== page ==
But still we can ask: why shake the Four Species in all directions? Just pointing should be enough. Rabbi Menachem HaMeiri in his commentary on the Gemara Sukkah (37b) explains that “the shaking is to arouse joy.” Rabbenu Asher comments in a similar vein, citing a source for shaking the Four Species of trees from the verse
דברי הימים א פרק טז
(לג) אז ירננו עצי היער מלפני יקוק כי בא לשפוט את הארץ:
Then shall the trees of the forest sing before HaShem, Who comes to judge the earth.
This gets to the very heart of the meaning of Sukkot as a whole: it’s all about shaking things up to arouse and to wake us up. The mitzvot of Sukkot are designed to shake us out of our habits and rote patterns. The mitzvah to spend seven days out in the world in a temporary, permeable Sukkah as our primary residence displaces us from our houses and the comfortable routines we’ve gotten used. On Pesach we turn our kitchens upside down and inside out, and that’s pretty disruptive. On Sukkot we leave the house entirely, and that’s completely disruptive. And the unification we enact by shaking the Four Species of trees is not a fixed concept, it’s a dynamic engagement with all of reality. God’s oneness is not realized in a trance-like static vision, but in shaking up the world around us to recognize unity everywhere.
This Sukkot promises to shake us up even more, as here in Israel and in many places in the States, Europe, and Australia, we will be spending it in some form of lockdown. In Israel the pandemic is soaring out of control due to mass misbehavior in numerous social sectors, and that’s landed us in lockdown as a crude last resort. It’s pathetic and worse to see many people in the religious and secular communities ignoring the somewhat uncomfortable, inconvenient but manageable health guidelines, and endangering their lives and the lives and health of others by trying instead to hold on desperately to their routines and patterns and rituals enforced by social pressure and group-think. They even regard this immoral behavior as some kind of virtue. They are paying a terrible price and inflicting harm on the entire society. It’s way past time to wake up and realize they have lost the true path of Torah. If there is a God-given lesson in this pandemic, and there are many, it’s about learning what is essential and what is not, letting the inessential drop and flexibly improvising and finding ways to do what is essential and protect life. Traveling overseas to a gather around a grave and endangering other people’s lives as well as one’s own: not essential. Sitting crowded in stuffy buildings and without masks to pray or to learn: not essential. Protesting in huddled masses yearning to be free of all restraint: not essential. Praying meaningfully yourself or at a reasonable distance from others, or out the natural world, in the fresh open air: essential. Learning Torah meaningfully yourself: essential. Protecting the lives and health of others: supremely essential. On Sukkot God is pushing us out into world, as it were, to realize that He is not limited to Beit HaKnesset or the Beit Midrash — we need to find God and should look for God everywhere.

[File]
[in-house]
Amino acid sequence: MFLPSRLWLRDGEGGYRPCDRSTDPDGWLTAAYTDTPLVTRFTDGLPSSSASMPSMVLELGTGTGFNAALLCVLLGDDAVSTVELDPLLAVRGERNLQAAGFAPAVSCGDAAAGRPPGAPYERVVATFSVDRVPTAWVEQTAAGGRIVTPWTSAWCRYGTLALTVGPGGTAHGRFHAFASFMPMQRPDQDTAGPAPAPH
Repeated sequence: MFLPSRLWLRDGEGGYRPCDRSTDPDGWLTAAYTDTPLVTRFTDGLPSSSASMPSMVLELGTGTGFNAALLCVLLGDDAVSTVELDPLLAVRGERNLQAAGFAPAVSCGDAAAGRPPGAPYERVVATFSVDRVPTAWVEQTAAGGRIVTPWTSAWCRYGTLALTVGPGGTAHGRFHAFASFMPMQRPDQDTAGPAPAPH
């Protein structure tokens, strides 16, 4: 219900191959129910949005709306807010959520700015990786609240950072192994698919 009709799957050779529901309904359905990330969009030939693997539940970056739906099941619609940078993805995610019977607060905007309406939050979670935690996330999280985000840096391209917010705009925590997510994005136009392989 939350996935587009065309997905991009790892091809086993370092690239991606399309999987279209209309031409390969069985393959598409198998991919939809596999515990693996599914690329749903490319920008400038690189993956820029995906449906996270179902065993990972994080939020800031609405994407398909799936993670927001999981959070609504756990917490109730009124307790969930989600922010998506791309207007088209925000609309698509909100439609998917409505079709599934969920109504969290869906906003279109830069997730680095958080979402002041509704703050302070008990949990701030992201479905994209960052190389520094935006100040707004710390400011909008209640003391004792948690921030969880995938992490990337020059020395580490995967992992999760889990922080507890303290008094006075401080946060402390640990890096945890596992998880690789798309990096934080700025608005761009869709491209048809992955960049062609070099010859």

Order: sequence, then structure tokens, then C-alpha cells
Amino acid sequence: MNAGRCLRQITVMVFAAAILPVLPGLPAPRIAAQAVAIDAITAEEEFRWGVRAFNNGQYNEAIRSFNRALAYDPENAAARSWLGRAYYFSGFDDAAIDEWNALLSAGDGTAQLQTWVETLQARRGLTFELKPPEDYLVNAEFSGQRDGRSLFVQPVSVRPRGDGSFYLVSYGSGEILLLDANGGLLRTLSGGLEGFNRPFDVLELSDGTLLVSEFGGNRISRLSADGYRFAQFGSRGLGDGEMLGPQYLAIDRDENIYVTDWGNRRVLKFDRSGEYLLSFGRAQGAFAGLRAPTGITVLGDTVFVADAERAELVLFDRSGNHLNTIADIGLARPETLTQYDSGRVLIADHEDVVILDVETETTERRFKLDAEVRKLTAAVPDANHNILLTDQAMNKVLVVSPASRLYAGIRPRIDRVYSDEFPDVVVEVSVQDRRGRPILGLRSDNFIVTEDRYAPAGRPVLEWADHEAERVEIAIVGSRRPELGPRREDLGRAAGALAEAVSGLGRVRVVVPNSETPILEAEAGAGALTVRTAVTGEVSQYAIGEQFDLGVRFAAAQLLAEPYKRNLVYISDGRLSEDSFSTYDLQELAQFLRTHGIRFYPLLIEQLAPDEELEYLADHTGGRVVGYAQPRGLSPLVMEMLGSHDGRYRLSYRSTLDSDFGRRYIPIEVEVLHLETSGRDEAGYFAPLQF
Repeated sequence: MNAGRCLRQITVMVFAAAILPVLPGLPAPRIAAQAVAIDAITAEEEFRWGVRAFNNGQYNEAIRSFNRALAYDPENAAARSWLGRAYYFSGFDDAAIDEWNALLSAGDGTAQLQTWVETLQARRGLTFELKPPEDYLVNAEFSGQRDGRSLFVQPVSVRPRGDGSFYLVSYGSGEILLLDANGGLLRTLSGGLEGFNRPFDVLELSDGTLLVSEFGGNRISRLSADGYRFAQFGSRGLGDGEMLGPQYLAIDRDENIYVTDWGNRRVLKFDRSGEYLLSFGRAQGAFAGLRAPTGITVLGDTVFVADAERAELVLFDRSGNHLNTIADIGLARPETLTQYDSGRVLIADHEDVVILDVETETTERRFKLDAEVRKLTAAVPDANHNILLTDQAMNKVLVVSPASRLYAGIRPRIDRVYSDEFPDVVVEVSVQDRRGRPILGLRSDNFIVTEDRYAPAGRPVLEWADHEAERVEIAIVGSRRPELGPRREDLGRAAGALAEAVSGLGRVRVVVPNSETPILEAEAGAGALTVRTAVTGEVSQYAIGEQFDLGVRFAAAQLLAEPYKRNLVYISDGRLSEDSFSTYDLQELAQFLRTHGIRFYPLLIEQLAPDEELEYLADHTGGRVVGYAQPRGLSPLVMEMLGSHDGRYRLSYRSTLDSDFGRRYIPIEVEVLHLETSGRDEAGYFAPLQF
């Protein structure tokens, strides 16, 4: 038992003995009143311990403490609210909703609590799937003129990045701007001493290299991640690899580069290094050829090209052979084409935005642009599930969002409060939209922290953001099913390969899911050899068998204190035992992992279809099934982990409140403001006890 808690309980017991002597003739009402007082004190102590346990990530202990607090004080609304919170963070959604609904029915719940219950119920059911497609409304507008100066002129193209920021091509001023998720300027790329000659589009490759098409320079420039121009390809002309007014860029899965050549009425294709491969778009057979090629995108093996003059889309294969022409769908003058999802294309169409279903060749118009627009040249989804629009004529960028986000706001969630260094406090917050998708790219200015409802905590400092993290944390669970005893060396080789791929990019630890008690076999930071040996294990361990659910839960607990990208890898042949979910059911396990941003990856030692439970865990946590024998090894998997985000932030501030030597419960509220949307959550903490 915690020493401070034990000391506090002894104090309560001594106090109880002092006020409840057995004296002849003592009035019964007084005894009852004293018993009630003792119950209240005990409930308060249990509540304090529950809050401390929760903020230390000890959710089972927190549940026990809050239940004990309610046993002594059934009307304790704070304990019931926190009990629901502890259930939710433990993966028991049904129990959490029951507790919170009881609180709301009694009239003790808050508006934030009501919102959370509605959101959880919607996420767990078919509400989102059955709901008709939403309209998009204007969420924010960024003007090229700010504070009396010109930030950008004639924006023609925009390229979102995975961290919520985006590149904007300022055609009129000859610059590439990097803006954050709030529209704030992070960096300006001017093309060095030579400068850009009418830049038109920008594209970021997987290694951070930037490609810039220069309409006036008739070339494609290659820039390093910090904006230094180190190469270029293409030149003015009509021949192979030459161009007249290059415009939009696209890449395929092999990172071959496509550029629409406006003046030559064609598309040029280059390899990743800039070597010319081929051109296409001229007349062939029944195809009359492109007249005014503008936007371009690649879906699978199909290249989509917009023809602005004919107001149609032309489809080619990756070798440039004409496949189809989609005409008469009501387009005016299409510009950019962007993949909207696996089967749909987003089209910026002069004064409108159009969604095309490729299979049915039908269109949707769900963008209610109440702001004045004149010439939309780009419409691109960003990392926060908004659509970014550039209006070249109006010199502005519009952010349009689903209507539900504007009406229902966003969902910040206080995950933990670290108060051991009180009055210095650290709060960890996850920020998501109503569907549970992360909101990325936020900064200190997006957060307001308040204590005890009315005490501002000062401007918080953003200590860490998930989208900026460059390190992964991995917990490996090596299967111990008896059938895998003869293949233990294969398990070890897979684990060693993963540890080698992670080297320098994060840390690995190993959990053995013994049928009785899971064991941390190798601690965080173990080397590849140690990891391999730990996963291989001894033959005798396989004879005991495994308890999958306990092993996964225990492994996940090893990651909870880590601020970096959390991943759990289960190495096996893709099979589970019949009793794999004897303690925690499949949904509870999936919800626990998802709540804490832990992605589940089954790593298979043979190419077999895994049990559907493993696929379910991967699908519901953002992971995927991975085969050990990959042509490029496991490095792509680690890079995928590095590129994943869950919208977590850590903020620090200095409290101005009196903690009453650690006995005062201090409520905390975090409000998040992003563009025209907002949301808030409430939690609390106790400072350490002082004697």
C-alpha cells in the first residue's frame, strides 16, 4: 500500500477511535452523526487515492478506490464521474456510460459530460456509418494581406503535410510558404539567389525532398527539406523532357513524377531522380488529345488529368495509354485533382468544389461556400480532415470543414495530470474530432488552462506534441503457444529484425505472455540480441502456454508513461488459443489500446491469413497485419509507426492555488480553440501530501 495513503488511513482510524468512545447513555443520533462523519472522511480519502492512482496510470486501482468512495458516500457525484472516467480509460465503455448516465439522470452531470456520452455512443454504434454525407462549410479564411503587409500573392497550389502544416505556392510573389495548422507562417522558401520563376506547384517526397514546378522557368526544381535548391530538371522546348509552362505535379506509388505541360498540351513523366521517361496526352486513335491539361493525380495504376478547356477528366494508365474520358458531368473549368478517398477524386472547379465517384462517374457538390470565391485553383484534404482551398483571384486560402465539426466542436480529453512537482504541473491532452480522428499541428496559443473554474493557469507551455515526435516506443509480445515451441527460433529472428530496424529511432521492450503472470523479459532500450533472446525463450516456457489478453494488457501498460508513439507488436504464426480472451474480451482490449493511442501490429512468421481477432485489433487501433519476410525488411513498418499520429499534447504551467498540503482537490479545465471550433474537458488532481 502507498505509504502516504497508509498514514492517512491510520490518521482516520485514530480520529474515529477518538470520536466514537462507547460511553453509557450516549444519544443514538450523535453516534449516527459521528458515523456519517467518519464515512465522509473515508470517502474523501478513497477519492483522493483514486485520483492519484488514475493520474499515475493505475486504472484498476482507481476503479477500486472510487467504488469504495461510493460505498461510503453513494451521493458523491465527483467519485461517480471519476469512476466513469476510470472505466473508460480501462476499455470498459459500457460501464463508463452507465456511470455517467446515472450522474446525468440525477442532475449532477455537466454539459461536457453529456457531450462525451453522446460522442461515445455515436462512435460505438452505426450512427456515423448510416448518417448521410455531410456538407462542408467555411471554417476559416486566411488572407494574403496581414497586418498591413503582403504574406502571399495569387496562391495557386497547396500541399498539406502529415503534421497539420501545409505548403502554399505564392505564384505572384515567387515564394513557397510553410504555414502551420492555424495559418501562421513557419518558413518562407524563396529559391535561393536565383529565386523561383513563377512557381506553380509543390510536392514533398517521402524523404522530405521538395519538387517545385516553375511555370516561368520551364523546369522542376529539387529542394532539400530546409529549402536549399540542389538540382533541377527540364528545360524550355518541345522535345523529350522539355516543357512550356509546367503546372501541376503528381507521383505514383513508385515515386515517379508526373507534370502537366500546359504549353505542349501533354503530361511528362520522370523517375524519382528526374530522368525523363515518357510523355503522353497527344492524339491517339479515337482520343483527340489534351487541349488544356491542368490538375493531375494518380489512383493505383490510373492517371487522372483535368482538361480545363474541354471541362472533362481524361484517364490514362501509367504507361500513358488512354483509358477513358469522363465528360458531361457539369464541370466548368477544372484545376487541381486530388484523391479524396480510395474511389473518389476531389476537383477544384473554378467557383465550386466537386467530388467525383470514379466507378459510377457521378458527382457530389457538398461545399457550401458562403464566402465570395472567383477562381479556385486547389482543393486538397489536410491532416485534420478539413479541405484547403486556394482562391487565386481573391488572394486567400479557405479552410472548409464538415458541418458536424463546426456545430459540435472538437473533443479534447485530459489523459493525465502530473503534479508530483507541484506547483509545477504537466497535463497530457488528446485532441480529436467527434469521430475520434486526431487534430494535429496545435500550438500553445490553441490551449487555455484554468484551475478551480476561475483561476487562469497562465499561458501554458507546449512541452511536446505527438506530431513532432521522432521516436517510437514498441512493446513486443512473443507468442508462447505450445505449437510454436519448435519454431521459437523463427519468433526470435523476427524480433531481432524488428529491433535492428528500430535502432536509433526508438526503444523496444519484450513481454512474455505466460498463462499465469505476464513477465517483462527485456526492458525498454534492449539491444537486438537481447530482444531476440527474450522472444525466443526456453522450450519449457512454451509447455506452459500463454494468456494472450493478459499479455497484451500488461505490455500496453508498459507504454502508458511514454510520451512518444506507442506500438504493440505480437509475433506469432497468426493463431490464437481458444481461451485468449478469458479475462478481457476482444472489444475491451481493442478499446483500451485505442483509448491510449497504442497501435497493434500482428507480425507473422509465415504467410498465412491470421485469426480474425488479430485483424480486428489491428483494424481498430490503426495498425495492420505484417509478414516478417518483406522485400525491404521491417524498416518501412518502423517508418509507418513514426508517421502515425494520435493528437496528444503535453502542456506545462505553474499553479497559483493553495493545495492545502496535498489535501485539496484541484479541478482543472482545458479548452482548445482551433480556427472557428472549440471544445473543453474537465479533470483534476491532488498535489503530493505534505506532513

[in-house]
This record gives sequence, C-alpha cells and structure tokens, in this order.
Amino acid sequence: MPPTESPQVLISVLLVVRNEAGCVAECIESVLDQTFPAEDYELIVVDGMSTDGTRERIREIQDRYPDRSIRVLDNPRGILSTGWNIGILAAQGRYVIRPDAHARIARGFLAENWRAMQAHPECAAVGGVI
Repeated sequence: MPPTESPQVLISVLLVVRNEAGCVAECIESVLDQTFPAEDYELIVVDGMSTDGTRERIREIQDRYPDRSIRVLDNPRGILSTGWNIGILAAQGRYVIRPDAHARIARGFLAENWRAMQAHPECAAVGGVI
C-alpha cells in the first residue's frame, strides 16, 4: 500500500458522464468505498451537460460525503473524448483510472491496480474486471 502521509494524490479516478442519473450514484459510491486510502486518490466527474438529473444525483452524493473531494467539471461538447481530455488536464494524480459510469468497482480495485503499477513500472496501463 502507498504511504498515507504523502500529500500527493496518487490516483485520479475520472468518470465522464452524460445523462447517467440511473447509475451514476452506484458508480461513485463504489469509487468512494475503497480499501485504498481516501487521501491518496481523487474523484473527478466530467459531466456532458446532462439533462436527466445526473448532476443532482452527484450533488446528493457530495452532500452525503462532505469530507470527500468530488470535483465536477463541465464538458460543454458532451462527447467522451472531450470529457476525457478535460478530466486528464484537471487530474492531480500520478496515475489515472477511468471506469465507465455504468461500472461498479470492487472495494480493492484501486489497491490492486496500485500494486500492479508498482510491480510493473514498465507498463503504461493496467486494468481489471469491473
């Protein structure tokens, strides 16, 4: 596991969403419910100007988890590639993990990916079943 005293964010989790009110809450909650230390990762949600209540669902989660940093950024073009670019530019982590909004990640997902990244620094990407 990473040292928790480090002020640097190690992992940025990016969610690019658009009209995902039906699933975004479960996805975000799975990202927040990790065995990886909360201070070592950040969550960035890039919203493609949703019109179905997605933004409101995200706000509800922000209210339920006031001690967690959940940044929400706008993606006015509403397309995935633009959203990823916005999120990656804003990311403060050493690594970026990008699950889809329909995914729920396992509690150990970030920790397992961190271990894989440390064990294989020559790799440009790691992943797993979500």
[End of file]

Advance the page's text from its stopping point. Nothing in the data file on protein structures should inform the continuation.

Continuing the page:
Shaking the Four Species in the open Sukkah comes to get us up and out into the real, natural world. In the process we come to realize that the health and security and honesty of our lives comes not from hiding from life and from truth but from energetically engaging with the world around us, with hearts and minds open to seeking God’s Torah, Wisdom and Will, to fix and to heal and to trust in truth that we are all shaken, but that’s okay — we’re shaken securely in God’s Hands.